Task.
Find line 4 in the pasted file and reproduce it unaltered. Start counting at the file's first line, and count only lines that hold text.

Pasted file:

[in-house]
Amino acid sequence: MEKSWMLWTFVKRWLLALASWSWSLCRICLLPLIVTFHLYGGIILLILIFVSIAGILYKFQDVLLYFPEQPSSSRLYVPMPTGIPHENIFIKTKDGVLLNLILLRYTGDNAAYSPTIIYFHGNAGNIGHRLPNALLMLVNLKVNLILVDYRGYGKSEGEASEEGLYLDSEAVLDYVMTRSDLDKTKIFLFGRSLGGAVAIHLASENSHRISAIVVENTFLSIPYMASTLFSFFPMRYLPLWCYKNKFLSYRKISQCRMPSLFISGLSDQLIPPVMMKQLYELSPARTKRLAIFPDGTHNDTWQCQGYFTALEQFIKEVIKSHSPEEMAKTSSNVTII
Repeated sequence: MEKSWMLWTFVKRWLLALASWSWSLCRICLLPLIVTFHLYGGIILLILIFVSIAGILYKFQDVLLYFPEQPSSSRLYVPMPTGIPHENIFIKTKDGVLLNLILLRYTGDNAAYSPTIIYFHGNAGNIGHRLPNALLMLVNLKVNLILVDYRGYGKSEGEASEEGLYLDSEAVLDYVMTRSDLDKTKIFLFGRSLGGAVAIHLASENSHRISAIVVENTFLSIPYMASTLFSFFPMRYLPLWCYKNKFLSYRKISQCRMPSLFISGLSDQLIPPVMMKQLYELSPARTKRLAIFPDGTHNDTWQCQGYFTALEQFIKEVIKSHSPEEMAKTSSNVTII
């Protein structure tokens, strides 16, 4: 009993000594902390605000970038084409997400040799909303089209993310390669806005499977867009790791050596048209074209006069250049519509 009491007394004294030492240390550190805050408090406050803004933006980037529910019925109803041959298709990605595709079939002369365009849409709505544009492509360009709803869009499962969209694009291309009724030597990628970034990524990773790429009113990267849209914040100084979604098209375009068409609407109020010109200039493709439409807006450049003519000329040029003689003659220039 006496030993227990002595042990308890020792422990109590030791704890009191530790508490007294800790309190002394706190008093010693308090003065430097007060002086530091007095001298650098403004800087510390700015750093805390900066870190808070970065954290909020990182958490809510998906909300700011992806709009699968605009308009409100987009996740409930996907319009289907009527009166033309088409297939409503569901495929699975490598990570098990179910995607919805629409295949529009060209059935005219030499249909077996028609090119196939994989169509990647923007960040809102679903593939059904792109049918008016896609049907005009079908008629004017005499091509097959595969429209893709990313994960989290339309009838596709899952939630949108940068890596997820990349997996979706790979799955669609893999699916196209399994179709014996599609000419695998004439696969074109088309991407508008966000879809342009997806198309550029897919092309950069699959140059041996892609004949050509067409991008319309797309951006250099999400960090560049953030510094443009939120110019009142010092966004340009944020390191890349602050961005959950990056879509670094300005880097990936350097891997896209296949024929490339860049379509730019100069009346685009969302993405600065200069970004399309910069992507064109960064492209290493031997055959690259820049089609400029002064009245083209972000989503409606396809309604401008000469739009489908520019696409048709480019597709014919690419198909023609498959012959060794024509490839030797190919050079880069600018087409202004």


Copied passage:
């Protein structure tokens, strides 16, 4: 009993000594902390605000970038084409997400040799909303089209993310390669806005499977867009790791050596048209074209006069250049519509 009491007394004294030492240390550190805050408090406050803004933006980037529910019925109803041959298709990605595709079939002369365009849409709505544009492509360009709803869009499962969209694009291309009724030597990628970034990524990773790429009113990267849209914040100084979604098209375009068409609407109020010109200039493709439409807006450049003519000329040029003689003659220039 006496030993227990002595042990308890020792422990109590030791704890009191530790508490007294800790309190002394706190008093010693308090003065430097007060002086530091007095001298650098403004800087510390700015750093805390900066870190808070970065954290909020990182958490809510998906909300700011992806709009699968605009308009409100987009996740409930996907319009289907009527009166033309088409297939409503569901495929699975490598990570098990179910995607919805629409295949529009060209059935005219030499249909077996028609090119196939994989169509990647923007960040809102679903593939059904792109049918008016896609049907005009079908008629004017005499091509097959595969429209893709990313994960989290339309009838596709899952939630949108940068890596997820990349997996979706790979799955669609893999699916196209399994179709014996599609000419695998004439696969074109088309991407508008966000879809342009997806198309550029897919092309950069699959140059041996892609004949050509067409991008319309797309951006250099999400960090560049953030510094443009939120110019009142010092966004340009944020390191890349602050961005959950990056879509670094300005880097990936350097891997896209296949024929490339860049379509730019100069009346685009969302993405600065200069970004399309910069992507064109960064492209290493031997055959690259820049089609400029002064009245083209972000989503409606396809309604401008000469739009489908520019696409048709480019597709014919690419198909023609498959012959060794024509490839030797190919050079880069600018087409202004």